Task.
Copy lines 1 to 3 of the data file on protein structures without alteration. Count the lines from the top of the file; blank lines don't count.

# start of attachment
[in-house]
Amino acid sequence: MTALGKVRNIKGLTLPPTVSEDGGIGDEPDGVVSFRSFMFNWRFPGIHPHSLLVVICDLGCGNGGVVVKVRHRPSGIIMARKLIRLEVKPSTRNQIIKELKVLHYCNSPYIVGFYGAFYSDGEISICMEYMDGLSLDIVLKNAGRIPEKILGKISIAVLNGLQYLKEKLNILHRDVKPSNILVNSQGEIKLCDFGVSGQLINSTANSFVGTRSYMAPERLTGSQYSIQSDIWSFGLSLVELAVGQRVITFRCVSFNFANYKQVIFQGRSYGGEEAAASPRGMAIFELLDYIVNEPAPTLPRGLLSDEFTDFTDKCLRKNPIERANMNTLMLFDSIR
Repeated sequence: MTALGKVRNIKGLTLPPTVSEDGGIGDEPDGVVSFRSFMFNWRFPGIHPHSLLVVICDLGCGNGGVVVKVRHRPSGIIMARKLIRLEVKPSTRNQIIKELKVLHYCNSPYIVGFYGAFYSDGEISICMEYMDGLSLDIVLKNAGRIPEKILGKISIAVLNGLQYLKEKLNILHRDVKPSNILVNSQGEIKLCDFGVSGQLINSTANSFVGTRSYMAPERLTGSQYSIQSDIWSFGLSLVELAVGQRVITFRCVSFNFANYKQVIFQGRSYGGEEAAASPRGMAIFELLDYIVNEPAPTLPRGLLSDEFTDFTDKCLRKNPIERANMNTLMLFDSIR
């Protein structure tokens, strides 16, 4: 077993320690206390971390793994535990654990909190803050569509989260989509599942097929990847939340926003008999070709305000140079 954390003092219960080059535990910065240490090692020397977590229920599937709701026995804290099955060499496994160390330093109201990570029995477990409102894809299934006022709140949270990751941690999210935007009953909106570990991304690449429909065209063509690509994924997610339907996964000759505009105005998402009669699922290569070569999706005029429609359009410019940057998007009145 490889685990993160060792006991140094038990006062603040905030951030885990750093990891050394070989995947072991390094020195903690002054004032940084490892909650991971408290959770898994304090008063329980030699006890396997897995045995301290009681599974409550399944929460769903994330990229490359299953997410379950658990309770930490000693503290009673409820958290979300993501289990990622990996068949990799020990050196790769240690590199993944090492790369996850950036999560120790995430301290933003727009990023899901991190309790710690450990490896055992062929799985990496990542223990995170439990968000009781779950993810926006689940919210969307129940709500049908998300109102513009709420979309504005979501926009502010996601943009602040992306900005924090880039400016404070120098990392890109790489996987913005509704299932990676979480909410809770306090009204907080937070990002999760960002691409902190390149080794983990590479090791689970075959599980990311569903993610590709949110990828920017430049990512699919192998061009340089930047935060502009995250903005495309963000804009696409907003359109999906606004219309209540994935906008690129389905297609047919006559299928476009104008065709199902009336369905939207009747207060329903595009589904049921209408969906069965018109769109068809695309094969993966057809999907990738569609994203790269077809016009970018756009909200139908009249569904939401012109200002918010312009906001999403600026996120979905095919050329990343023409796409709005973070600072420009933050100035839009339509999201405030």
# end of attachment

[in-house]
Amino acid sequence: MTALGKVRNIKGLTLPPTVSEDGGIGDEPDGVVSFRSFMFNWRFPGIHPHSLLVVICDLGCGNGGVVVKVRHRPSGIIMARKLIRLEVKPSTRNQIIKELKVLHYCNSPYIVGFYGAFYSDGEISICMEYMDGLSLDIVLKNAGRIPEKILGKISIAVLNGLQYLKEKLNILHRDVKPSNILVNSQGEIKLCDFGVSGQLINSTANSFVGTRSYMAPERLTGSQYSIQSDIWSFGLSLVELAVGQRVITFRCVSFNFANYKQVIFQGRSYGGEEAAASPRGMAIFELLDYIVNEPAPTLPRGLLSDEFTDFTDKCLRKNPIERANMNTLMLFDSIR
Repeated sequence: MTALGKVRNIKGLTLPPTVSEDGGIGDEPDGVVSFRSFMFNWRFPGIHPHSLLVVICDLGCGNGGVVVKVRHRPSGIIMARKLIRLEVKPSTRNQIIKELKVLHYCNSPYIVGFYGAFYSDGEISICMEYMDGLSLDIVLKNAGRIPEKILGKISIAVLNGLQYLKEKLNILHRDVKPSNILVNSQGEIKLCDFGVSGQLINSTANSFVGTRSYMAPERLTGSQYSIQSDIWSFGLSLVELAVGQRVITFRCVSFNFANYKQVIFQGRSYGGEEAAASPRGMAIFELLDYIVNEPAPTLPRGLLSDEFTDFTDKCLRKNPIERANMNTLMLFDSIR